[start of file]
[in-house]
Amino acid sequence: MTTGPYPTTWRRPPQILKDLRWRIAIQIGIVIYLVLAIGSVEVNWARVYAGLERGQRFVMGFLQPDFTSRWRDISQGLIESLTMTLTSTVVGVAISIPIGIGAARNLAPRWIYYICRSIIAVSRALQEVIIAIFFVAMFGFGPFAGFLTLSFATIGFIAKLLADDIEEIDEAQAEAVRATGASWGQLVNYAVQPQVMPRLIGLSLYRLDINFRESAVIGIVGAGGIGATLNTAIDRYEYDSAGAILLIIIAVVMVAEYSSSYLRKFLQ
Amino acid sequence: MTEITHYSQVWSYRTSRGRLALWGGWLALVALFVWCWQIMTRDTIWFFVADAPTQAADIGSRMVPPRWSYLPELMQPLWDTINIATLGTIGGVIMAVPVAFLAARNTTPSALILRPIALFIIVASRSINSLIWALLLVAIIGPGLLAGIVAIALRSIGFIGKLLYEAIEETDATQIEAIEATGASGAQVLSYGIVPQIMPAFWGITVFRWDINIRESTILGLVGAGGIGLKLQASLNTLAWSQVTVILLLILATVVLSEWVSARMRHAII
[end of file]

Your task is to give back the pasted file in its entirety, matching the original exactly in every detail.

[in-house]
Amino acid sequence: MTTGPYPTTWRRPPQILKDLRWRIAIQIGIVIYLVLAIGSVEVNWARVYAGLERGQRFVMGFLQPDFTSRWRDISQGLIESLTMTLTSTVVGVAISIPIGIGAARNLAPRWIYYICRSIIAVSRALQEVIIAIFFVAMFGFGPFAGFLTLSFATIGFIAKLLADDIEEIDEAQAEAVRATGASWGQLVNYAVQPQVMPRLIGLSLYRLDINFRESAVIGIVGAGGIGATLNTAIDRYEYDSAGAILLIIIAVVMVAEYSSSYLRKFLQ
Amino acid sequence: MTEITHYSQVWSYRTSRGRLALWGGWLALVALFVWCWQIMTRDTIWFFVADAPTQAADIGSRMVPPRWSYLPELMQPLWDTINIATLGTIGGVIMAVPVAFLAARNTTPSALILRPIALFIIVASRSINSLIWALLLVAIIGPGLLAGIVAIALRSIGFIGKLLYEAIEETDATQIEAIEATGASGAQVLSYGIVPQIMPAFWGITVFRWDINIRESTILGLVGAGGIGLKLQASLNTLAWSQVTVILLLILATVVLSEWVSARMRHAII